EEG alpha and theta oscillatory responses to a Go/NoGo task performed during submaximal exercise at light, moderate and hard intensities
Keywords:Cognition, Executive Function, Cognitive Control, Exercise, Physical Activity, Exercise Intensity, Rating of Perceived Effort (RPE), Electroencephalography (EEG), Brain Function
The aim of the experiment was to investigate changes to behavioral and electrophysiological correlates of selective attention and response inhibition due to simultaneous performance of exercise at light, moderate and hard intensities. Twenty-eight healthy active and right-hand dominant adults (16 Females, 24.1 ± 4.7 years), performed a Go/NoGo task and had EEG recordings taken during submaximal aerobic exercise on a stationary cycle ergometer at light, moderate and hard perceived intensity levels. In contrast to previous reports of cognitive decrements during high intensity exercise and increasing frontal alpha power with increased exercise intensity, the effect of exercise intensity was not significant in linear mixed effects modelling of Go/NoGo task accuracy, response times and frontal alpha and theta power. The experiment also explored resting state individual alpha frequency as a marker of cognitive control during exercise but found no significant associations with Go/NoGo performance or frontal activity. Methodological differences related to exercise intensity may explain the divergence between present and previously reported findings. Specifically, there was incongruence in ratings of perceived exertion between the graded exercise test and Go/NoGo performance conditions for light, moderate and hard intensity conditions. Future investigations should employ more complex cognitive tasks and more reliable approaches to determining individual workloads for exercise intensity conditions.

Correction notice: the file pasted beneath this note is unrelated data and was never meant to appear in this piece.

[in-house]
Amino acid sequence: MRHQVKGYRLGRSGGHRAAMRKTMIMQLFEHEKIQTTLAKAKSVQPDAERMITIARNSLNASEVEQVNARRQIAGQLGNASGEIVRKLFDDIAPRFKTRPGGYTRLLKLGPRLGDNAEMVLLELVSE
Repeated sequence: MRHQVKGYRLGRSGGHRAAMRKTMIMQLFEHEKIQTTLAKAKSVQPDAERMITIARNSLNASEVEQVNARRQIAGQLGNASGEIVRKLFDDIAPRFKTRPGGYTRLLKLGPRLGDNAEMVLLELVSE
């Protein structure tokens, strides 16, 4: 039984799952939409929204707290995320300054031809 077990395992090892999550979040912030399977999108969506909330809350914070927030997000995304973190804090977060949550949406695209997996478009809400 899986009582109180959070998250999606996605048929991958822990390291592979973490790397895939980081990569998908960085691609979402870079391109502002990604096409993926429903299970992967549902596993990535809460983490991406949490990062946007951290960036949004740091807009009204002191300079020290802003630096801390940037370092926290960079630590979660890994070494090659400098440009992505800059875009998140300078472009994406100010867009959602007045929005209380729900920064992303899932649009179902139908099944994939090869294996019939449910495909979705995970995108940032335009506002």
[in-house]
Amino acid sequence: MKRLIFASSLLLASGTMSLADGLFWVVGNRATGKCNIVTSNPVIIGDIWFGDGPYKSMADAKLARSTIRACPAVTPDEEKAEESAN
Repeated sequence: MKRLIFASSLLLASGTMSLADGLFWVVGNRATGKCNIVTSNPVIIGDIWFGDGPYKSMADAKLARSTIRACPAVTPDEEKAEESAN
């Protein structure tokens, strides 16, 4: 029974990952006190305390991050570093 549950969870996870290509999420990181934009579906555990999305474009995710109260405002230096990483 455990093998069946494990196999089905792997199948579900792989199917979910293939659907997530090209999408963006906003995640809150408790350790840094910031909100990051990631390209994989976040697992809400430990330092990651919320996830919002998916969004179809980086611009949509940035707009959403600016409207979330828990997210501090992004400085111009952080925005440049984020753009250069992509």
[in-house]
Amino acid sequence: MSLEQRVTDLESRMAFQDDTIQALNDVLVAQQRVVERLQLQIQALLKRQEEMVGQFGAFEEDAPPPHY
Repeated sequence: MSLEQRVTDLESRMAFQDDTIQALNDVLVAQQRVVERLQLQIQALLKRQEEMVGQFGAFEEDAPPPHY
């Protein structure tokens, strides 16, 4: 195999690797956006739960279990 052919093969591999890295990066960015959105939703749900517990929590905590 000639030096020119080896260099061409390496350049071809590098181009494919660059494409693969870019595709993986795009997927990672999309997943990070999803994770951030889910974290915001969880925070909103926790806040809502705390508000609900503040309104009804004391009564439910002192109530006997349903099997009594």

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Copyright (c) 2023 Sabrina Sghirripa, Noah d’Unienville, Alex Chatburn, Philip Temby, David Crone, Marissa Bond, Matthias Schlesewsky, Ina Bornkessel-Schlesewsky, Maarten Immink (Author)
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